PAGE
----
As well as being the chairman of Bancroft Wines, Peter De Haan also runs his own charitable trust.
The Peter De Haan Charitable Trust aims to improve the quality of life for people and communities in the UK through funding and working with environmental, social welfare and arts partners.
The Peter De Haan Charitable Trust
Founded in 1999, The Peter De Haan Charitable Trust aims to improve the quality of life for people and communities in the UK through its work with arts, environmental and community welfare organisations. Since then the Trust has donated more than £20 million to organisations working in these areas.
Led by businessman and philanthropist Peter De Haan, the Trust operates under a venture philanthropy model, working closely with the organisations it supports financially and organisationally to increase their capacity and impact.
Currently the Trust is targeting a significant proportion of its resources towards the youth arts charity IdeasTap, select UK wildlife trusts, and community projects surrounding its South London offices.
The Trust will not exist in perpetuity, as the founding Trustees planned for its reserves to be gradually spent over a 20 year period from its date of constitution. The Trust is not open to unsolicited applications.
Registered charity number 1077005
Peter De Haan
Janette McKay F.C.A
Opus Corporate Trustees Ltd.
About Peter De Haan
Peter De Haan is a businessman and philanthropist. He is the founder and Chairman of The Peter De Haan Charitable Trust and the Chief Executive of arts charity IdeasTap.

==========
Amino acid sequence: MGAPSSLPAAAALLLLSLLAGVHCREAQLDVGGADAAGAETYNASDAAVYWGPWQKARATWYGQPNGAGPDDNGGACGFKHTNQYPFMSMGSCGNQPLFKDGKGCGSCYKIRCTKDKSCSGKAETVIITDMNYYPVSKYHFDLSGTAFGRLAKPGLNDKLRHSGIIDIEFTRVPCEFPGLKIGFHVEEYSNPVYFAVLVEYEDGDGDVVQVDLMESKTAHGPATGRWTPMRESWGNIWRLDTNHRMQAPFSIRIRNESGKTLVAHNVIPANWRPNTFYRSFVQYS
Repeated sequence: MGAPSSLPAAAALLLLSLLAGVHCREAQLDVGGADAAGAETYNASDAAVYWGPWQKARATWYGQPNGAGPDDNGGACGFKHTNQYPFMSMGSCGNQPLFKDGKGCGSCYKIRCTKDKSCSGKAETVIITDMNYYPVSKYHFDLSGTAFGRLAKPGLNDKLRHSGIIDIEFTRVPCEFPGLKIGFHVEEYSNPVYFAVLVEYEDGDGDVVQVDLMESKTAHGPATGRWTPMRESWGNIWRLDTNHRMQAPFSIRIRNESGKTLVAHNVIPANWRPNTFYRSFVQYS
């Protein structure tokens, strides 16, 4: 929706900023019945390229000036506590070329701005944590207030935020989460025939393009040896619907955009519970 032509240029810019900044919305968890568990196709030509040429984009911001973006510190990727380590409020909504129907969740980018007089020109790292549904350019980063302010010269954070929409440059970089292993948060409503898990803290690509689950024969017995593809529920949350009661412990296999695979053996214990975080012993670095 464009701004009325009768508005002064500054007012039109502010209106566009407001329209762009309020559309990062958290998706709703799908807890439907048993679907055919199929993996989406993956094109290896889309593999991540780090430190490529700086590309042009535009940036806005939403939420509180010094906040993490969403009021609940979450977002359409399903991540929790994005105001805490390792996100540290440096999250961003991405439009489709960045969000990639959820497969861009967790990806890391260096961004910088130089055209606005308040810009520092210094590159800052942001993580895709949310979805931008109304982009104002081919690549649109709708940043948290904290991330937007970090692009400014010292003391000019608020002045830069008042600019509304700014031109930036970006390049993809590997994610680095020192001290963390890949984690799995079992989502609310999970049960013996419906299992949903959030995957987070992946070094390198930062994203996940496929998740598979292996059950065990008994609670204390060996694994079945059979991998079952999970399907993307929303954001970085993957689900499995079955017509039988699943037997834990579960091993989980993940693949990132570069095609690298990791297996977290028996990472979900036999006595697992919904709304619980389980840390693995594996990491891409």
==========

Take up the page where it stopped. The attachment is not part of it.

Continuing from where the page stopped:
Previously, as Chief Financial Officer at Saga, Peter gained vast experience in direct and affinity marketing across areas of holidays, publishing and financial services. Selling his share stake in 1999, Peter set up various businesses in addition to the charitable trust.
As an advocate of the venture philanthropy model, Peter was quoted in the 2011 Government White Paper on Giving. Outside of business and philanthropy his interests include photography, graphic design and modern furniture.
In 2012 he was awarded the Rothschild Medal in recognition of the outstanding contribution he has made to nature conservation since 2004.
In March 2012 he was named by NESTA in partnership with the Observer as one of Britain’s 50 New Radicals. The list identified people and organisations changing Britain for the better; specifically those applying fresh approaches in practical and scalable ways, through social, technological, scientific and artistic methods.